• Ghost

      Why is this being called a “federal takeover”? The federal government was NOT involved in the development of the standards. Instead, local teachers, principals, and superintendents — including Catholic teachers, principals, and superintendents — led the development and implementation of the common core.

      • Babagranny

        That is one of my questions also. I see the benefits of a common core because so many children move often and need to have continuity from one school to the next. I have heard good teachers say that this curriculum does not prevent any school from teaching additional material. I would like to see an equally thoughtful Catholic viewpoint that supports the Common Core–as a response to this article, which I think feeds into a frenzied anti-government hysteria that has been created by certain powerful corporations and individuals with a questionable motive. The question of vocationalizing education (movement to technical skills at the expense of broad general learning) is not new at all; it has been going on for decades at all levels of education and has only recently begun to swing back in some quarters..

        • Aimee Maddonna

          Here’s the thing – states CAN exceed the standards, so this isn’t really helping the circumstances where children need to move schools. If previously attended School A is only just meeting standards, and presently attended School B is EXCEEDING standards, there is still going to be significant gaps.

          Also, have you seen the sexuality standards?! I mean, really?

        • Gail Finke

          I have been looking and looking for a thoughtful Catholic article, blog post, ANYTHING that supports these standards. The only ones I can find (few and far between) sound as though they were written by university education departments. Ummm… don’t they know that people who are dubious about the Common Core don’t trust university education departments? Surely someone who is NOT employed by schools using CC and NOT a politician has something good to say about it, but I haven’t found any. A lot of anti-CC stuff is way off in conspiracy theory land, which doesn’t mean it’s wrong.

          • Lisa Ann Homic

            Beware of Loyola U. and it’s catholic school effectiveness department. I’ve found power point presentation that actually teaches to use coersion and shame to implement CC.

            • Lowen_Lowen

              WOuld you mind to post a link to the Loyola PP presentation??

              Thank you so much.

              • Lisa Ann Homic

                i may have it on a thumb drive, but i have to look. i found it by googling

        • Molly

          “so many children move often” – I think this is a small % compared to the large % of children that will be subjected to CCSS. Should the majority suffer for the minority?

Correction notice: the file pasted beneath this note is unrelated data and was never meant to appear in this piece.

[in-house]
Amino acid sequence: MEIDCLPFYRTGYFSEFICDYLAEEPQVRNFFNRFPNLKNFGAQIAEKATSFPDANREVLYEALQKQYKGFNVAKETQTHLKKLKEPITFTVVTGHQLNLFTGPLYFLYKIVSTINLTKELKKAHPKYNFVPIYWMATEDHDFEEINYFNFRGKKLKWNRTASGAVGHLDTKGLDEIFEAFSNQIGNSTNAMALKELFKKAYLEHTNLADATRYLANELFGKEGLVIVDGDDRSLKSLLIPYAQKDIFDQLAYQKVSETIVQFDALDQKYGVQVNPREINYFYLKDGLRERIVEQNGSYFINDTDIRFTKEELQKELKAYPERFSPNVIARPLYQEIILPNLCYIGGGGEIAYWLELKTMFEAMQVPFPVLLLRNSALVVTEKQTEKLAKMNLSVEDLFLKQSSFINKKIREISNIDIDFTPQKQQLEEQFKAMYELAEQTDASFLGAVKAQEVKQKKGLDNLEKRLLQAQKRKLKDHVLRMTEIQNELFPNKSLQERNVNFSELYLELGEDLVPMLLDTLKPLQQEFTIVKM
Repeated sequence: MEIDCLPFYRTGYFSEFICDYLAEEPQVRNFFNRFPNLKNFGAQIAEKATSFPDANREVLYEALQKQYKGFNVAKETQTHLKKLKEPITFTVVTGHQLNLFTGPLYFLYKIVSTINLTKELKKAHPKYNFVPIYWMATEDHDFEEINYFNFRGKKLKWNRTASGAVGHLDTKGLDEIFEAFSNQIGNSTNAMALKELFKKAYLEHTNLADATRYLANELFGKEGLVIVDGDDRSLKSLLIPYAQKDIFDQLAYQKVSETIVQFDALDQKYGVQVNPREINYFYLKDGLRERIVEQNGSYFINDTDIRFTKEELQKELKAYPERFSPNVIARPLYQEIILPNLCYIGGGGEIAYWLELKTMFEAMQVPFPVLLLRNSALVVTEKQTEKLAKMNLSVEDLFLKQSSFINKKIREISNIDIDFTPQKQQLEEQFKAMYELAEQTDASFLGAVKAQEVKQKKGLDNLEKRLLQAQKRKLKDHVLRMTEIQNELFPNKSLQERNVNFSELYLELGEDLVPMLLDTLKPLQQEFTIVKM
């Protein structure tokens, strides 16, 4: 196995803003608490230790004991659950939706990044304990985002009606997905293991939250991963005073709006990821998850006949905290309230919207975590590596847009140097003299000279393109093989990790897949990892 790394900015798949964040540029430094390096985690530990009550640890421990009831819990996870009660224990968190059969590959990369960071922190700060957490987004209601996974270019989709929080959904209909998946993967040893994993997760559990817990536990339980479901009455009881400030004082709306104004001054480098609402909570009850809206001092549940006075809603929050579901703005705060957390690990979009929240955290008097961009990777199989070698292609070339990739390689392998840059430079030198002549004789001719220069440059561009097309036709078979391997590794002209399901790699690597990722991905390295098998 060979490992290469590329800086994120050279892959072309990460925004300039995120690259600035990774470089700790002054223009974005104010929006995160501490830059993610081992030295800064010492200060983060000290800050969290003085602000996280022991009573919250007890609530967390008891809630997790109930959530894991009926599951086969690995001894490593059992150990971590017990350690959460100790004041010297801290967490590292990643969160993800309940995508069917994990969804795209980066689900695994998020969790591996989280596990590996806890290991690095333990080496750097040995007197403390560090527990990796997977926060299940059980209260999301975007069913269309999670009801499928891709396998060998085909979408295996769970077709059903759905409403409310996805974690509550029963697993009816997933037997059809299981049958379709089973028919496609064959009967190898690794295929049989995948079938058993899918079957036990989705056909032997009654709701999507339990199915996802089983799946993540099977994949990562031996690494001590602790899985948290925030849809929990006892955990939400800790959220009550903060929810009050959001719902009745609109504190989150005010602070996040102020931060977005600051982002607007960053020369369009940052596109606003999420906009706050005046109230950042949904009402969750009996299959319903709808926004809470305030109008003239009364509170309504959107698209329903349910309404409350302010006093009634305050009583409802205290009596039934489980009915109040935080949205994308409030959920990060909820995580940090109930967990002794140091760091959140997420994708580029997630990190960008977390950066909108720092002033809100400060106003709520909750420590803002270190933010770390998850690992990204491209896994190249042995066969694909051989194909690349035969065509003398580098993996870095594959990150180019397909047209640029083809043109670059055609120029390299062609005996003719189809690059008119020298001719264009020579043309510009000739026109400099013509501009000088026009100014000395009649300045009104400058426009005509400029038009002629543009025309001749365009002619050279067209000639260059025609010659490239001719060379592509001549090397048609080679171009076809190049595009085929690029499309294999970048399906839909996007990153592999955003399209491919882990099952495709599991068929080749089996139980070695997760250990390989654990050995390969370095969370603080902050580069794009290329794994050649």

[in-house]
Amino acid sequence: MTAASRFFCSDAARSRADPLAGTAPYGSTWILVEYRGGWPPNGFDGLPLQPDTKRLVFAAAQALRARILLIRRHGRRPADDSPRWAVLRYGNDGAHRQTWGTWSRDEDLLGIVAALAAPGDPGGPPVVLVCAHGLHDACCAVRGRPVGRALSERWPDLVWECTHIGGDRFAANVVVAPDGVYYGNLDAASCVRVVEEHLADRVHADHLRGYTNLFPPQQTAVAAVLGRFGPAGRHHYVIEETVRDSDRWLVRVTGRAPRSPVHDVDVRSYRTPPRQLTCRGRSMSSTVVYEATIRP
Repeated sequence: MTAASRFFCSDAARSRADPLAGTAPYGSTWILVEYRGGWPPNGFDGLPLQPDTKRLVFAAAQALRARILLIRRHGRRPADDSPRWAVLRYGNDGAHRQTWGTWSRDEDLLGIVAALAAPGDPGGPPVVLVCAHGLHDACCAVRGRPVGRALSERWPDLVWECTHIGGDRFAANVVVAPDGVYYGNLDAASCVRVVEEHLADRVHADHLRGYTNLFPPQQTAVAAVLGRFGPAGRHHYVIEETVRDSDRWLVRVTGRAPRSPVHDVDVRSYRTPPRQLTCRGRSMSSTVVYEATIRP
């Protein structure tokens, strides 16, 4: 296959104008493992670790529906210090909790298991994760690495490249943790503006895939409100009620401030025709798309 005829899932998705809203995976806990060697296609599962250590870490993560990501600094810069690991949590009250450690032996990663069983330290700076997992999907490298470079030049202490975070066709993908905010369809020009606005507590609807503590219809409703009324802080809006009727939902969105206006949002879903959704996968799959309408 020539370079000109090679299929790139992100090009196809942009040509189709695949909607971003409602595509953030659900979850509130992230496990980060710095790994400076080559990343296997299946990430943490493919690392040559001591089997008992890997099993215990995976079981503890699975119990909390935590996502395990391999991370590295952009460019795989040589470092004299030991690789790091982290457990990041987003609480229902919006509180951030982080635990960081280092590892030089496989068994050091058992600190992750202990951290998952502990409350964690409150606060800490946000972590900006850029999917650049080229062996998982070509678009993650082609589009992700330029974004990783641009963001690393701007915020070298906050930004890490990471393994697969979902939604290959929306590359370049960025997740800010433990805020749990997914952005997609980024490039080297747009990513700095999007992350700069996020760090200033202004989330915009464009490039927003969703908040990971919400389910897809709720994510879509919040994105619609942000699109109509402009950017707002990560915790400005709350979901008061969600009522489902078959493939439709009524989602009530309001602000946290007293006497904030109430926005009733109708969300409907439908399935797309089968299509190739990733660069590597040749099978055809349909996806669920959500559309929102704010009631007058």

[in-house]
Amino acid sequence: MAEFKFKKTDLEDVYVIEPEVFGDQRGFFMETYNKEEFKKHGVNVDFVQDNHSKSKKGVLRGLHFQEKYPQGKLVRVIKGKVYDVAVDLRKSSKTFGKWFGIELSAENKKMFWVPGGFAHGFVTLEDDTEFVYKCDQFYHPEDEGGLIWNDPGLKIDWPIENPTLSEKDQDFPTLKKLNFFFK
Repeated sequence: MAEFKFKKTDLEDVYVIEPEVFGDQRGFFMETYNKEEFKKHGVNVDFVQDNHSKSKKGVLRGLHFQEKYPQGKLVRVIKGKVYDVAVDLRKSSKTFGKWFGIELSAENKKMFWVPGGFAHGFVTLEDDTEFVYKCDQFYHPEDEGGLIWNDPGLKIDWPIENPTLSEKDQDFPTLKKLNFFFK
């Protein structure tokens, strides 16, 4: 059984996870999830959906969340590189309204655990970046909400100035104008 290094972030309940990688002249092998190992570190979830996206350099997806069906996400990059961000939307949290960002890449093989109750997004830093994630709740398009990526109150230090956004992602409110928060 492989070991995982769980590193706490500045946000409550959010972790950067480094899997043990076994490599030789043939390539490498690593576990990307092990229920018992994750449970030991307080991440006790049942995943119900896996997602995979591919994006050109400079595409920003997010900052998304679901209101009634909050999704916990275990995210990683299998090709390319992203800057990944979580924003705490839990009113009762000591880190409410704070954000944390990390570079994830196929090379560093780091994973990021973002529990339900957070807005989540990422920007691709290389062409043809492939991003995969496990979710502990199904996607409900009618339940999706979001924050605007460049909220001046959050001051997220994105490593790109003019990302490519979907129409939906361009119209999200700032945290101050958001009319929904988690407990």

yes, this type of ed reform in the Catholic schools has been occurring for years…PBL…OBE…this is just the latest incarnation. Shame on those of us who trusted blindly.

        • ponerology

          Yes, “vocationalizing” education started well before the 1900s and was pushed by globalists. And it’s baloney to think the teachers can teach “additional material”. They can’t. They adhere to the methods/methodology and “content” (if one can even call it that) or they are reprimanded and/or terminated.

          • Lowen_Lowen

            Further there’s no time !!! Agh !!!

        • Shaqramento

          You’re out of touch. If you don’t have anti government sentiments at this point your head is buried deeply in the sand and it’s time to pull it out. Thanks for all your liberal ideas and for ruining the country. Your generation sucks

      • ME2

        This is NOT true.

        • Ghost

          Do the research. You will learn: a) that it is indeed true; b) that the new standards are misrepresented in this article.

          • Bob

            I’m thinking you are way too much of a proponent of this……how long have you worked for the Gates Foundation?

            • Ghost

              I’m a proponent because I have kids in public school and I obviously want to see them reap the benefits of higher standards. Your question suggests a little paranoia? Or maybe it’s just an ad hominem, in which case you might want to think about why you would want to be an opponent of common core.

              • Claudia

                Nothing has been misrepresented in this article. In fact it is all true. I am not sure why the Church would have to cheerlead these unproven Standards to fit the prosaic thinking of today. The Catholic Church has held a long well rounded educational endeavor with education. Hence the tuition fees, a Catholic education does not come cheap or should ever be aligned with nationalized standards, as we are seeing today. For their education will no longer supersede that of a mediocre public school. The burden of proof is on the proponents that claim rigor and college readiness. Which in the end have nothing to stand on but only talking points.